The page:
International Conference Report on “Belt and Road Initiative in the Changing Regional Dynamics”


Concept Note

China plays a crucial role in maintenance of peace and stability in the emerging security environment in South Asia. In recent years, China has expanded its cooperation with smaller South Asian states in the framework of Belt and Road Initiative (BRI). Pakistan and China share multi-faceted special relationship with a growing economic component. The relationship has assumed deeper focus on socio-economic development agenda in recent years. New development priorities have made CPEC framework, and by extension Belt and Road Initiative (BRI), more comprehensive, and in line with Pakistan’s development needs.

The changing regional security dynamics warrant a review of the current regional situation and taking stock of BRI cooperation in South Asia. As the leaders of South Asian countries and China undertake high-level engagement on regional issues, it is pertinent that think-tanks, from Pakistan and China, undertaking research on Pakistan-China relations and South Asia have a dialogue and exchange of views.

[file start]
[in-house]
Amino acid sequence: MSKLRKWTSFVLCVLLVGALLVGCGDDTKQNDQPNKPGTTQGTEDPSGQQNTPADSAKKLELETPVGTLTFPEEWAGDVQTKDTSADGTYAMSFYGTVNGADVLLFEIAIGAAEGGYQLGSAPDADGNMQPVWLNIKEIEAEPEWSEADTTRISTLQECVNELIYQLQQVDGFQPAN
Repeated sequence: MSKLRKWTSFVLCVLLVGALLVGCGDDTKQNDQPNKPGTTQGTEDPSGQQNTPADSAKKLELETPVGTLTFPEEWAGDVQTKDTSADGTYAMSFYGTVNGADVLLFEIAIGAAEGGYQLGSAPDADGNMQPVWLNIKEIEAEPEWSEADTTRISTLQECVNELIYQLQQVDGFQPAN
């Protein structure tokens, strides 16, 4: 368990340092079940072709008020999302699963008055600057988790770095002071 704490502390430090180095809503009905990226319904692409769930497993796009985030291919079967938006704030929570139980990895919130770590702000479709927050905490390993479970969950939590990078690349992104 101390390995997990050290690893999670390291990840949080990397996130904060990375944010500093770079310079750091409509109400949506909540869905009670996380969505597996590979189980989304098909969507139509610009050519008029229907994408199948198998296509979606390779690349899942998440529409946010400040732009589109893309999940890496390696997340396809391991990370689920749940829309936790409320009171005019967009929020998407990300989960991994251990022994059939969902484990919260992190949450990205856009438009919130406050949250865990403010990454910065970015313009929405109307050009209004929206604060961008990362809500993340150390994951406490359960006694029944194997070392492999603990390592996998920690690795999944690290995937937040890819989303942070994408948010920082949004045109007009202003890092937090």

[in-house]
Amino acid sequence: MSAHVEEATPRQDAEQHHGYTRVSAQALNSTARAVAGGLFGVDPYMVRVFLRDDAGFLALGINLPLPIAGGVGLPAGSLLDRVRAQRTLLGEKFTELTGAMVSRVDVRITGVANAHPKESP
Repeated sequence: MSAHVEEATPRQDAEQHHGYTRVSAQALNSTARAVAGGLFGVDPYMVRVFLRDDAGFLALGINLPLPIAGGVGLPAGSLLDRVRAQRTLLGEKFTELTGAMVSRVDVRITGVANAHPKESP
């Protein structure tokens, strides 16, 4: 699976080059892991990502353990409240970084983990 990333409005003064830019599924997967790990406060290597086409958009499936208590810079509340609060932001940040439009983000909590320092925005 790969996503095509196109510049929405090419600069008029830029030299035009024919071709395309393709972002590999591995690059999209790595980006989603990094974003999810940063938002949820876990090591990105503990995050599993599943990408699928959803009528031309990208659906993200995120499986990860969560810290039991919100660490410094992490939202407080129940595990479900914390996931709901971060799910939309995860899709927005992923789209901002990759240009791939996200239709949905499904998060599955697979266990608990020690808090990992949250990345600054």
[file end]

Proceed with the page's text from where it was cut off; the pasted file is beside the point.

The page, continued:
In view of the importance of the emerging dynamics and BRI, there is a need to hold public debates in order to generate creative and constructive ideas to inform policy-makers. Currently, around sixteen China-focused institutes and centres are functional across Pakistan. Similarly, there are Pakistan Study Centres and South Asian departments in various universities of China.

China Pakistan study Centre (CPSC) at the Institute of Strategic Studies (ISSI) therefore held an international conference along with a Think-Tank Dialogue on November 20-21, 2019. The objective was to bring together these centres/institutes and focus on cooperation under Belt and Road Initiative in the emerging regional security environment of South Asia, and dovetailing it with multifaceted relationship between Pakistan and China. This conference was followed by a roundtable
of Pakistan Study Centres in China and China Study Centres in Pakistan as part of 1st Pakistan-China Think-Tank Dialogue.

The Foreign Minister of Pakistan kindly consented to inaugurate the Conference. Participants were invited from across the country, including representatives of various China-focused institutes from Pakistan and China. The Conference was a public event, and its outcome was in the form of concrete suggestions and recommendations for policy makers and stakeholders.

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